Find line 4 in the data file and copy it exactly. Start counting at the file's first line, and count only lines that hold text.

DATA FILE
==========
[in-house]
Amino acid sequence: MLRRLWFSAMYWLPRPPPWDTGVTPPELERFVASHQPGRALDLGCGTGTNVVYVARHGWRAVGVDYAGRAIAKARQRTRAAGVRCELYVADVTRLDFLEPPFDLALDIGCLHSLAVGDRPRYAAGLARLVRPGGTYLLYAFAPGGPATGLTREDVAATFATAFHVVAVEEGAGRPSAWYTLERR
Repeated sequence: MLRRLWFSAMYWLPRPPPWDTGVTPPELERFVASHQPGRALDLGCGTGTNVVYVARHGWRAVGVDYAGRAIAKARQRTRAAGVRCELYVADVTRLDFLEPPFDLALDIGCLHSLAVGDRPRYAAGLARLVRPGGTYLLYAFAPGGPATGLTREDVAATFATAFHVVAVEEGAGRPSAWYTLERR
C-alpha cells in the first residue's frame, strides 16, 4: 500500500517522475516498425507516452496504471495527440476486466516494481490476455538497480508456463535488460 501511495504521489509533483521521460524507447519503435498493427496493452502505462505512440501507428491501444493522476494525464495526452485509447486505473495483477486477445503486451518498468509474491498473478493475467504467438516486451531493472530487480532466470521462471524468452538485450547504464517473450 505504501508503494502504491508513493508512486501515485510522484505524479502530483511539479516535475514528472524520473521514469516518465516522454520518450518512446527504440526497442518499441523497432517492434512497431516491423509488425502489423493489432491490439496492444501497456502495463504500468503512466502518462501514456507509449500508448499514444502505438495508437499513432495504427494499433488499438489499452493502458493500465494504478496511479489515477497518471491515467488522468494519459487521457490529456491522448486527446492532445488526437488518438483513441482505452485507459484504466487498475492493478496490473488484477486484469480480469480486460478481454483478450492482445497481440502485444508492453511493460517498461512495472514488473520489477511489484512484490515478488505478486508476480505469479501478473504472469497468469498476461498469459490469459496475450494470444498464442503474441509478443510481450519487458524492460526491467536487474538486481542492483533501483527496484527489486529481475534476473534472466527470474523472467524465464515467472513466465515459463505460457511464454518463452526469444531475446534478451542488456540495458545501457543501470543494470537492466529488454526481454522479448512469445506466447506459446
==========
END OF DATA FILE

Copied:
C-alpha cells in the first residue's frame, strides 16, 4: 500500500517522475516498425507516452496504471495527440476486466516494481490476455538497480508456463535488460 501511495504521489509533483521521460524507447519503435498493427496493452502505462505512440501507428491501444493522476494525464495526452485509447486505473495483477486477445503486451518498468509474491498473478493475467504467438516486451531493472530487480532466470521462471524468452538485450547504464517473450 505504501508503494502504491508513493508512486501515485510522484505524479502530483511539479516535475514528472524520473521514469516518465516522454520518450518512446527504440526497442518499441523497432517492434512497431516491423509488425502489423493489432491490439496492444501497456502495463504500468503512466502518462501514456507509449500508448499514444502505438495508437499513432495504427494499433488499438489499452493502458493500465494504478496511479489515477497518471491515467488522468494519459487521457490529456491522448486527446492532445488526437488518438483513441482505452485507459484504466487498475492493478496490473488484477486484469480480469480486460478481454483478450492482445497481440502485444508492453511493460517498461512495472514488473520489477511489484512484490515478488505478486508476480505469479501478473504472469497468469498476461498469459490469459496475450494470444498464442503474441509478443510481450519487458524492460526491467536487474538486481542492483533501483527496484527489486529481475534476473534472466527470474523472467524465464515467472513466465515459463505460457511464454518463452526469444531475446534478451542488456540495458545501457543501470543494470537492466529488454526481454522479448512469445506466447506459446